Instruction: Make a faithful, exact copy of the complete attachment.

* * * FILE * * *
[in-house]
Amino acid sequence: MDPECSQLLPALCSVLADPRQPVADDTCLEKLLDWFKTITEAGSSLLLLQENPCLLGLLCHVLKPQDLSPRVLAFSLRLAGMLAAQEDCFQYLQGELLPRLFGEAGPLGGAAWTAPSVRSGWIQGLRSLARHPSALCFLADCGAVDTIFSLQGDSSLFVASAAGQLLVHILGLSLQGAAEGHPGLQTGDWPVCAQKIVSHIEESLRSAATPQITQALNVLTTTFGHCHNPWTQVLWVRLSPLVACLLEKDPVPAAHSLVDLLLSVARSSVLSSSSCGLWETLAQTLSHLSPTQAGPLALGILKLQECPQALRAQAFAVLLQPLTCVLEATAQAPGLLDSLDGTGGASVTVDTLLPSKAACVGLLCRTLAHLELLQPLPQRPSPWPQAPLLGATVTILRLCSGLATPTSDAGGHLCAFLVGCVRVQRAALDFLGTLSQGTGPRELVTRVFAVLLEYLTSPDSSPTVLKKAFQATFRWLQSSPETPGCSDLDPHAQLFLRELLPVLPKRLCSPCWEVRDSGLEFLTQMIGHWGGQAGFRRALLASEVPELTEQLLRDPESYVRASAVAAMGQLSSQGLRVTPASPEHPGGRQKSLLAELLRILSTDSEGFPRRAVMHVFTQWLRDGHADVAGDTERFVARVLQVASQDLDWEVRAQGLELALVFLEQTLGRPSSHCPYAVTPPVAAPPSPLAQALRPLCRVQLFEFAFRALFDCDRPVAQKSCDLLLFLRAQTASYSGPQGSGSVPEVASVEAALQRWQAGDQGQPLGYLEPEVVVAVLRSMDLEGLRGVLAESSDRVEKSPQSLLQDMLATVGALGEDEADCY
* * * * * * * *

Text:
[in-house]
Amino acid sequence: MDPECSQLLPALCSVLADPRQPVADDTCLEKLLDWFKTITEAGSSLLLLQENPCLLGLLCHVLKPQDLSPRVLAFSLRLAGMLAAQEDCFQYLQGELLPRLFGEAGPLGGAAWTAPSVRSGWIQGLRSLARHPSALCFLADCGAVDTIFSLQGDSSLFVASAAGQLLVHILGLSLQGAAEGHPGLQTGDWPVCAQKIVSHIEESLRSAATPQITQALNVLTTTFGHCHNPWTQVLWVRLSPLVACLLEKDPVPAAHSLVDLLLSVARSSVLSSSSCGLWETLAQTLSHLSPTQAGPLALGILKLQECPQALRAQAFAVLLQPLTCVLEATAQAPGLLDSLDGTGGASVTVDTLLPSKAACVGLLCRTLAHLELLQPLPQRPSPWPQAPLLGATVTILRLCSGLATPTSDAGGHLCAFLVGCVRVQRAALDFLGTLSQGTGPRELVTRVFAVLLEYLTSPDSSPTVLKKAFQATFRWLQSSPETPGCSDLDPHAQLFLRELLPVLPKRLCSPCWEVRDSGLEFLTQMIGHWGGQAGFRRALLASEVPELTEQLLRDPESYVRASAVAAMGQLSSQGLRVTPASPEHPGGRQKSLLAELLRILSTDSEGFPRRAVMHVFTQWLRDGHADVAGDTERFVARVLQVASQDLDWEVRAQGLELALVFLEQTLGRPSSHCPYAVTPPVAAPPSPLAQALRPLCRVQLFEFAFRALFDCDRPVAQKSCDLLLFLRAQTASYSGPQGSGSVPEVASVEAALQRWQAGDQGQPLGYLEPEVVVAVLRSMDLEGLRGVLAESSDRVEKSPQSLLQDMLATVGALGEDEADCY